Christian Horner has revealed how signing Adrian Newey to Red Bull was a "litmus moment" that signalled the team's F1 ambition.
Red Bull joined the grid in 2005 when the energy drinks company purchased the flagging Jaguar outfit.
Following a strong debut in which David Coulthard finished fourth in the season opener, the team gradually dropped off the pace.
But keen not to allow Red Bull to turn into a midfield also-ran, Horner approached Newey, who already had six constructors' championship-winning designs to his name.
“For me, what was really needed was technical direction and I thought, ‘I’m going to go after the best in the business’, and that was Adrian Newey," Horner told the 'Diary of a CEO' podcast.
“Adrian had had an incredible career at Williams and McLaren and there had been a couple of years where McLaren hadn’t been delivering at its potential and you could see that business was changing. It just felt like there was a window of opportunity.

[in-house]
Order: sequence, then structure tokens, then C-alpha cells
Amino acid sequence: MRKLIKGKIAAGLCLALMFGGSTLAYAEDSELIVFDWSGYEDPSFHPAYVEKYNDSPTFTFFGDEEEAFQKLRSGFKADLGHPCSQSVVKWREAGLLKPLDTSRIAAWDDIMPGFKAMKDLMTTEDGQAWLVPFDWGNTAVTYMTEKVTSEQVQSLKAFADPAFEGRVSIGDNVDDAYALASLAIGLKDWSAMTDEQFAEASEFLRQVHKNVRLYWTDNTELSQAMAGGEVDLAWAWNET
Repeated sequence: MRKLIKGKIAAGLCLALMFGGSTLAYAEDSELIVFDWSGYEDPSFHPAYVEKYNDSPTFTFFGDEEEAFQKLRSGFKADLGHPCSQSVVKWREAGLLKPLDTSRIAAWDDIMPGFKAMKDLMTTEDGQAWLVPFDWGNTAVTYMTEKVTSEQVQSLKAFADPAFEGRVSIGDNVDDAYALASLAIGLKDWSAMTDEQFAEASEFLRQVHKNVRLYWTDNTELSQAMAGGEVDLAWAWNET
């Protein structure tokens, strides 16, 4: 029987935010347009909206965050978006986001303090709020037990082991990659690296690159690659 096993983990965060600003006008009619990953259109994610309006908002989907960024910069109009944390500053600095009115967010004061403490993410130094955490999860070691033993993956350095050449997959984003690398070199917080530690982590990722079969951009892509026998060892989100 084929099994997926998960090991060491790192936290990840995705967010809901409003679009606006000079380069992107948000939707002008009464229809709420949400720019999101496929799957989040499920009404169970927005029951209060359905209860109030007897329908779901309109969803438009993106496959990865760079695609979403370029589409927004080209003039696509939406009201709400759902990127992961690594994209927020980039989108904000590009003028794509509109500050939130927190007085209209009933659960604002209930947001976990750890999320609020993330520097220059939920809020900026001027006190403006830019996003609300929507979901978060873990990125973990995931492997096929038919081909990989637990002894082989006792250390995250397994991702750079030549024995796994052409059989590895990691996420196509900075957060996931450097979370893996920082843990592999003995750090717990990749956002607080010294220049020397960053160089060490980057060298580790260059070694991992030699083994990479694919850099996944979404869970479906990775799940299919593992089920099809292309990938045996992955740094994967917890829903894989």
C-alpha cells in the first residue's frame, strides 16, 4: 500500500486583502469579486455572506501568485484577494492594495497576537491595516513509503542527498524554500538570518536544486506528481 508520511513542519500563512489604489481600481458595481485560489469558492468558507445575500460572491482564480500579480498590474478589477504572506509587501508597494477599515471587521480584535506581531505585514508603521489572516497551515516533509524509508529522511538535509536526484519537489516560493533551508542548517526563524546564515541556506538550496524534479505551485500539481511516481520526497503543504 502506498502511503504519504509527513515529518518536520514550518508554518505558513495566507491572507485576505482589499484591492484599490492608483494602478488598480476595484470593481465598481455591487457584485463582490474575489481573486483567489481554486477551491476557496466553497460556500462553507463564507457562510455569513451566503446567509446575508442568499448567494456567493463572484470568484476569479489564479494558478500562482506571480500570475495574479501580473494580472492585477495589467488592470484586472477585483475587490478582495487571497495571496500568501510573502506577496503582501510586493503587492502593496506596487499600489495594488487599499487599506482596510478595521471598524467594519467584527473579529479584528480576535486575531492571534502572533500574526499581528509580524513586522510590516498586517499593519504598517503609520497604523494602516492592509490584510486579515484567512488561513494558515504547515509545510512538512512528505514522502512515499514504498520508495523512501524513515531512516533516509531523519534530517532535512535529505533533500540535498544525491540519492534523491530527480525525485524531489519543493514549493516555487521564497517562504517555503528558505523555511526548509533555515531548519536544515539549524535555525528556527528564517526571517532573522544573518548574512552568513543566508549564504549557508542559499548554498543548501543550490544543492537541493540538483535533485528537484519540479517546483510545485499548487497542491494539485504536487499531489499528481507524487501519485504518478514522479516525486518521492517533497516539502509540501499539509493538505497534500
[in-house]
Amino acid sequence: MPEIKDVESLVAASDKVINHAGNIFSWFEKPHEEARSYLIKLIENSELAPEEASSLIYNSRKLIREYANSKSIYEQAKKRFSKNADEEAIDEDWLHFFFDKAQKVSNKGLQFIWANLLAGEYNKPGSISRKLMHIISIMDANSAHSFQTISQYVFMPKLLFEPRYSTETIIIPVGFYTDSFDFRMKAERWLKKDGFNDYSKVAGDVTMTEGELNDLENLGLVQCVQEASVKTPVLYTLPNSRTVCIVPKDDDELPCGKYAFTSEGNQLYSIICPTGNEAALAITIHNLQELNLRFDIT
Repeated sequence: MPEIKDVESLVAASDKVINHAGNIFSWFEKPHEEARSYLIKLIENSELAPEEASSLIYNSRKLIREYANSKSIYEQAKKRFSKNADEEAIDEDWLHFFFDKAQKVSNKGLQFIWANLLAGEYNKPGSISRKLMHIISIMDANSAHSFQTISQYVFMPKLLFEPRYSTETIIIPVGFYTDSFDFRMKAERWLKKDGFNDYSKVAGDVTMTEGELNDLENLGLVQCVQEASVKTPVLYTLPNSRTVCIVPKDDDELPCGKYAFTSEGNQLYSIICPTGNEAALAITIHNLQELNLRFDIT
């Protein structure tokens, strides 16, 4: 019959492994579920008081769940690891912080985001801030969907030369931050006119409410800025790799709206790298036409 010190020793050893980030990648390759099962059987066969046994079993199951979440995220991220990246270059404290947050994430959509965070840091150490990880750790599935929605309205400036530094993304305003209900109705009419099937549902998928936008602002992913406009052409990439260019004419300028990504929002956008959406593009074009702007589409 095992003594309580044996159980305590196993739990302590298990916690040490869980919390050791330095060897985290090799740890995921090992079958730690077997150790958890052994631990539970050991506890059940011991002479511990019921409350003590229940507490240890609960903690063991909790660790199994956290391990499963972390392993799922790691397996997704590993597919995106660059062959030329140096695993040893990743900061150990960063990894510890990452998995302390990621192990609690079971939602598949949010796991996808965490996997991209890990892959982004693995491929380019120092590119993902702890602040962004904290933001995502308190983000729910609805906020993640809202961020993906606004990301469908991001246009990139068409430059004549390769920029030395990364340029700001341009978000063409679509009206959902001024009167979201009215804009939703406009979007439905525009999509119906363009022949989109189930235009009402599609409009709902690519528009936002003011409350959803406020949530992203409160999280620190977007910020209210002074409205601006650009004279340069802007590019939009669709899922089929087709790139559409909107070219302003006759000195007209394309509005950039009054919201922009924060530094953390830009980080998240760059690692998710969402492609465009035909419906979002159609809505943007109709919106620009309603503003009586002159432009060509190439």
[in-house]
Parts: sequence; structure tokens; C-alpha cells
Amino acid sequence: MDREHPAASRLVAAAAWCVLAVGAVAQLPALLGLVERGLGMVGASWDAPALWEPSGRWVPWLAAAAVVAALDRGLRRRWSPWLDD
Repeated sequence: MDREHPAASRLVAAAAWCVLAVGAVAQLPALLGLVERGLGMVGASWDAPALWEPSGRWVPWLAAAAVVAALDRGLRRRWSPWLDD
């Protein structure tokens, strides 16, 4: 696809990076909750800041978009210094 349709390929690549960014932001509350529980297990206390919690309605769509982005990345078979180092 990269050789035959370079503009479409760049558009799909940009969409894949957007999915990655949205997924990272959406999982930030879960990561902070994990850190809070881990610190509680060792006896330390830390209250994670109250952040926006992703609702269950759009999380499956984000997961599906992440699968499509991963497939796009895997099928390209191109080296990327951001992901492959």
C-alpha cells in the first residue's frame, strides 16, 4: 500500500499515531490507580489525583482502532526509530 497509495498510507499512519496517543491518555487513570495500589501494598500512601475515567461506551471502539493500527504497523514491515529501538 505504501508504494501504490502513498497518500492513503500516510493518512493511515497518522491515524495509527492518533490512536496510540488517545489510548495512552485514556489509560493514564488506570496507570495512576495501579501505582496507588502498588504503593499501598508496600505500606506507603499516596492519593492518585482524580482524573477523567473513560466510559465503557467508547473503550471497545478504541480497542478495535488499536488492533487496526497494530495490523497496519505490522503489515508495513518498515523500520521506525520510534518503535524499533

“I made sure that I got to meet Adrian and built up a relationship with him and his then-wife and managed to convince him to come and join the team.
“That was a litmus moment because then, suddenly, people woke up and thought ‘Wow! If Adrian Newey is prepared to come here, he must see something that he believes in’, and we set off from there.
“That then galvanised the technical group because Adrian is the most single-minded engineer I’ve ever come across.
"And that galvanised the team because if Adrian says that’s the direction we’re going in technically, that’s the way that we’re going.
“It then put a sense of purpose into the design office and that enabled me to attract more talent to supplement what was there, to weed out the few bits that needed tidying up."
Jaguar "blame-culture" problem
Many modern F1 teams claim to apply a 'no-blame culture' within their set-up, Red Bull included.
But Horner revealed this is poles apart from the atmosphere he encountered on day one when arriving at the former Jaguar headquarters.
“There was this blame culture within the business where the drawing office blamed aero, aero blamed the wind tunnel, R&D blamed production, the race team were blamed by everybody," recalled Horner.
“There was no accountability or collective responsibility, so it was then a question of 'How do we unpick that and create the glue to bring this together?'"
Reflecting on the change from 2006 to now, Horner said: “The core basis of the team hadn’t really changed from what had been underachieving at Jaguar.
"We just put in clear leadership into a structure and started to instil a culture.”